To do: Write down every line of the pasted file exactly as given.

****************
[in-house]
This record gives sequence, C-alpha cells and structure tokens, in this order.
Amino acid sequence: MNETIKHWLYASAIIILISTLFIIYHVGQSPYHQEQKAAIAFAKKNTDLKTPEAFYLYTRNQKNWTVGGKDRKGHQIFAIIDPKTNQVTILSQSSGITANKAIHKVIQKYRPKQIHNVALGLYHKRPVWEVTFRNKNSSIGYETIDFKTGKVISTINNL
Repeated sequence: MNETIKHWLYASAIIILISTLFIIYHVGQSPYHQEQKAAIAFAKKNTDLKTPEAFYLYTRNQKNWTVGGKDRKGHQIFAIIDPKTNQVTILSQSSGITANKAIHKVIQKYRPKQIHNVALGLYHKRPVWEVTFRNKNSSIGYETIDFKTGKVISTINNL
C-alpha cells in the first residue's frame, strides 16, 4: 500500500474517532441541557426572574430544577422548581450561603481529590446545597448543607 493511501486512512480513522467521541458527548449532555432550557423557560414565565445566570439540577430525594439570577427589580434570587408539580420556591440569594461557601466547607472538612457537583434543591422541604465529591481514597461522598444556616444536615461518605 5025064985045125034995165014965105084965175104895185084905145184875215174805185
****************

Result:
[in-house]
This record gives sequence, C-alpha cells and structure tokens, in this order.
Amino acid sequence: MNETIKHWLYASAIIILISTLFIIYHVGQSPYHQEQKAAIAFAKKNTDLKTPEAFYLYTRNQKNWTVGGKDRKGHQIFAIIDPKTNQVTILSQSSGITANKAIHKVIQKYRPKQIHNVALGLYHKRPVWEVTFRNKNSSIGYETIDFKTGKVISTINNL
Repeated sequence: MNETIKHWLYASAIIILISTLFIIYHVGQSPYHQEQKAAIAFAKKNTDLKTPEAFYLYTRNQKNWTVGGKDRKGHQIFAIIDPKTNQVTILSQSSGITANKAIHKVIQKYRPKQIHNVALGLYHKRPVWEVTFRNKNSSIGYETIDFKTGKVISTINNL
C-alpha cells in the first residue's frame, strides 16, 4: 500500500474517532441541557426572574430544577422548581450561603481529590446545597448543607 493511501486512512480513522467521541458527548449532555432550557423557560414565565445566570439540577430525594439570577427589580434570587408539580420556591440569594461557601466547607472538612457537583434543591422541604465529591481514597461522598444556616444536615461518605 5025064985045125034995165014965105084965175104895185084905145184875215174805185